|Budget Amount *help
¥1,250,000 (Direct Cost: ¥1,100,000、Indirect Cost: ¥150,000)
Fiscal Year 2007: ¥650,000 (Direct Cost: ¥500,000、Indirect Cost: ¥150,000)
Fiscal Year 2006: ¥600,000 (Direct Cost: ¥600,000)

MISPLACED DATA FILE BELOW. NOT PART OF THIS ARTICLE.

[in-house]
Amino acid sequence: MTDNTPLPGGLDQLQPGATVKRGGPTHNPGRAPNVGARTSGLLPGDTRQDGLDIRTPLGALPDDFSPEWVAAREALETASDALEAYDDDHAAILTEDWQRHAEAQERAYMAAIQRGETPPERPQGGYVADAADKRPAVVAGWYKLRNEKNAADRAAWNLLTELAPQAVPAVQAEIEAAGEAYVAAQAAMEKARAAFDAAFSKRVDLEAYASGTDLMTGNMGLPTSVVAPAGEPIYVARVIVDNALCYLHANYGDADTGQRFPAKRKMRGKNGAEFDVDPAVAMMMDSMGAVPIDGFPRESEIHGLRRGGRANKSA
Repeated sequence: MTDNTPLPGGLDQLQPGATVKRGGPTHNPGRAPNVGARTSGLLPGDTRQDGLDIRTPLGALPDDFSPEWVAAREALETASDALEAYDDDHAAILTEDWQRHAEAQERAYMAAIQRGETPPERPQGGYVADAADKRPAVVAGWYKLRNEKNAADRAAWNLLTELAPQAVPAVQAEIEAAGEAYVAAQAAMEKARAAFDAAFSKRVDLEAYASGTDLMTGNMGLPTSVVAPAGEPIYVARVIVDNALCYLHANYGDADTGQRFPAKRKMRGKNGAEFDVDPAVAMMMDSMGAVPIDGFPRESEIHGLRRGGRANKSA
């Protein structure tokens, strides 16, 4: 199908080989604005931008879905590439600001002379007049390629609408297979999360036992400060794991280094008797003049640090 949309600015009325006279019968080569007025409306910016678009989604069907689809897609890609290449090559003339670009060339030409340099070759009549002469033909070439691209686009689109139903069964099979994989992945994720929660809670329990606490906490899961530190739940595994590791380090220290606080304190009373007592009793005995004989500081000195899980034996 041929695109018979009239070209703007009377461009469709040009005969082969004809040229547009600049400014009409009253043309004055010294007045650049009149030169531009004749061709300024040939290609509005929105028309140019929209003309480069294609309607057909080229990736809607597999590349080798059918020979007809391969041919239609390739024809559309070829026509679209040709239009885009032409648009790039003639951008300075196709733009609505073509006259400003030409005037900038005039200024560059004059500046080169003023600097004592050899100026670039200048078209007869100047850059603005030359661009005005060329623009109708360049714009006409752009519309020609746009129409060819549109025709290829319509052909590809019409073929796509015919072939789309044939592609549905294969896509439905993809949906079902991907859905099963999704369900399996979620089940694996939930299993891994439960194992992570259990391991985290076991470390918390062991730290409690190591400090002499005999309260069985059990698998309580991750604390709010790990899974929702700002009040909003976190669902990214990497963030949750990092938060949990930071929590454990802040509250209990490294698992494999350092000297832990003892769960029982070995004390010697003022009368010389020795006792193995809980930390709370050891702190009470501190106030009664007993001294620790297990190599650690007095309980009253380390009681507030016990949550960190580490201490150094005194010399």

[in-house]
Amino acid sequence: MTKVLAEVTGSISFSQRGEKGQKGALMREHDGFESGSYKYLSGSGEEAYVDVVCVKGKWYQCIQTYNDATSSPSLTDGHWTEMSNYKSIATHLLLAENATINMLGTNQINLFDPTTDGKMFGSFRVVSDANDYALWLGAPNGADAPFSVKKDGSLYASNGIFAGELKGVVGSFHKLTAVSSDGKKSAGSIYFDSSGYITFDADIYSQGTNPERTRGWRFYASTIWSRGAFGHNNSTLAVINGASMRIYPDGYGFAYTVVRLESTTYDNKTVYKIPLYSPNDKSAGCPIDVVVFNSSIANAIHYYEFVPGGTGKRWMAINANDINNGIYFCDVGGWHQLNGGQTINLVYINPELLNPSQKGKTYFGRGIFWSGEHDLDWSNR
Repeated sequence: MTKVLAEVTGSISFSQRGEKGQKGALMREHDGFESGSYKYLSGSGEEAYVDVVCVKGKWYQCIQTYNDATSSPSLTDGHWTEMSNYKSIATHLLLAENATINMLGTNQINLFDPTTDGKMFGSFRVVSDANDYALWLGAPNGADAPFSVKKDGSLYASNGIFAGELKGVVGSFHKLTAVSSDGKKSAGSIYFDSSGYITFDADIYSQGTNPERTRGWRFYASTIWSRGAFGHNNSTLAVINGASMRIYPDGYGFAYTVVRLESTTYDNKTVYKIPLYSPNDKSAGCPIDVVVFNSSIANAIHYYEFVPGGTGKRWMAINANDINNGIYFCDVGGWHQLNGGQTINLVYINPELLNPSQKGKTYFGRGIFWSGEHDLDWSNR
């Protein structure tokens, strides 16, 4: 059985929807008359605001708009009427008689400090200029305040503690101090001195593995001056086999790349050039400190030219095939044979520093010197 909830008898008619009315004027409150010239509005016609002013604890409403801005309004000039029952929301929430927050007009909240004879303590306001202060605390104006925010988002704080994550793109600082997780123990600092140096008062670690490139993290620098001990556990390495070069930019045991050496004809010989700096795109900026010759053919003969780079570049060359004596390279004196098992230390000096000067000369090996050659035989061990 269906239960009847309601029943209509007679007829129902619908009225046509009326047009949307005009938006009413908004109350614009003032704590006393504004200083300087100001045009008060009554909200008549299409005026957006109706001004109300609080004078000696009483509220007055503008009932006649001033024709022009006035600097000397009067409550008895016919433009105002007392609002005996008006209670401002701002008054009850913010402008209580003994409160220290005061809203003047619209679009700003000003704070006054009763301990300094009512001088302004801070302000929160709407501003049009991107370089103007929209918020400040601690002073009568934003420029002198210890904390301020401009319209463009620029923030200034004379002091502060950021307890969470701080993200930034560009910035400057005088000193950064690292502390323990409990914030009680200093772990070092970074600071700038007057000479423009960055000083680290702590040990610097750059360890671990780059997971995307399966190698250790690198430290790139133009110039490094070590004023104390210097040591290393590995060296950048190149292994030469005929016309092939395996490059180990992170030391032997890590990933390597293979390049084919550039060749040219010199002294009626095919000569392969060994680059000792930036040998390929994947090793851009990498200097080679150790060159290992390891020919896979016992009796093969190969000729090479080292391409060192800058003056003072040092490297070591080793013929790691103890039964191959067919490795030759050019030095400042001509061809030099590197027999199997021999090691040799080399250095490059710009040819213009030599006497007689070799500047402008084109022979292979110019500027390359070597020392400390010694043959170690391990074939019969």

This research aims to explore and describe how different groups of the poor in Nepal define "social justice" (samajik nyay) and how they are trying to realize it. On the background of this research project is the fact that, in the past 10 years, various groups within Nepals poorer axial strata have increasingly come to use the banns "social justice" and "justice" in talking about the situation in which they are in, and in talking about the need to change the situation. This research has aimed, through anthropological methods, to describe and analyze in when and in what situations, and with what senses and aims, these groups use the term, social justice. In particular the research has focused, among the poor groups of Nepal, the bonded agricultural laborers (called 'kamaiya'), and a dalit caste group called 'badi'. During the first year of the project, through archival researches and interviews, focused on reconstructing history at both the local and national levels. In the second and last year of the research project, sought to closely track and record the changing discourses and strategies of both the kamaiya and badi in the context of radical political and social changes in Nepal since 199) (including democratization, the Maoists' "People's War", the coup by the King, re-democratization and peace accord). With the data thus gathered, and through the continuing analysis of the detail changes in the strategies of these groups, it will be possible to grasp more dearly and in empirically grounded ways, the changing local, national and global dynamics that concern the axle-cultural and political lives of the poor in Nepal.